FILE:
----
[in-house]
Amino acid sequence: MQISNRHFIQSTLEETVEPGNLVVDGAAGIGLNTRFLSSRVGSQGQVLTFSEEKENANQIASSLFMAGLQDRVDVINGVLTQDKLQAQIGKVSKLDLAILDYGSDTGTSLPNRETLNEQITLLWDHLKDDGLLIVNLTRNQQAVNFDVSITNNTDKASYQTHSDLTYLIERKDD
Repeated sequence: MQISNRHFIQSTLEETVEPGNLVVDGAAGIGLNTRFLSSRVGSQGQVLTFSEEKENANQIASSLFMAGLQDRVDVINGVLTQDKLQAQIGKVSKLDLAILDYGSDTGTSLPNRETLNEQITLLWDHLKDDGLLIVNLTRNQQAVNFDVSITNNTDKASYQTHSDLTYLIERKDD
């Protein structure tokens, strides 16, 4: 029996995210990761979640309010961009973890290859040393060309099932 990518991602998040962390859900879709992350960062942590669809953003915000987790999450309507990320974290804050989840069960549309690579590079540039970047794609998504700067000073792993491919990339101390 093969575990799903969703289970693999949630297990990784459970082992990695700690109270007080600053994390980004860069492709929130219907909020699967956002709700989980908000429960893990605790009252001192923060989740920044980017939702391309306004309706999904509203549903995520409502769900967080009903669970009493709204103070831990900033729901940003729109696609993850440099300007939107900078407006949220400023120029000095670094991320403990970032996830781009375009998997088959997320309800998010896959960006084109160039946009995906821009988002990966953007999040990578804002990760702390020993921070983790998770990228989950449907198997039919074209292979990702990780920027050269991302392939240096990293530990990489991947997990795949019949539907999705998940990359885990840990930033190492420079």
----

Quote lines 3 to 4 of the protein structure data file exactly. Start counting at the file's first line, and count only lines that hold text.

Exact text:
Repeated sequence: MQISNRHFIQSTLEETVEPGNLVVDGAAGIGLNTRFLSSRVGSQGQVLTFSEEKENANQIASSLFMAGLQDRVDVINGVLTQDKLQAQIGKVSKLDLAILDYGSDTGTSLPNRETLNEQITLLWDHLKDDGLLIVNLTRNQQAVNFDVSITNNTDKASYQTHSDLTYLIERKDD
């Protein structure tokens, strides 16, 4: 029996995210990761979640309010961009973890290859040393060309099932 990518991602998040962390859900879709992350960062942590669809953003915000987790999450309507990320974290804050989840069960549309690579590079540039970047794609998504700067000073792993491919990339101390 093969575990799903969703289970693999949630297990990784459970082992990695700690109270007080600053994390980004860069492709929130219907909020699967956002709700989980908000429960893990605790009252001192923060989740920044980017939702391309306004309706999904509203549903995520409502769900967080009903669970009493709204103070831990900033729901940003729109696609993850440099300007939107900078407006949220400023120029000095670094991320403990970032996830781009375009998997088959997320309800998010896959960006084109160039946009995906821009988002990966953007999040990578804002990760702390020993921070983790998770990228989950449907198997039919074209292979990702990780920027050269991302392939240096990293530990990489991947997990795949019949539907999705998940990359885990840990930033190492420079």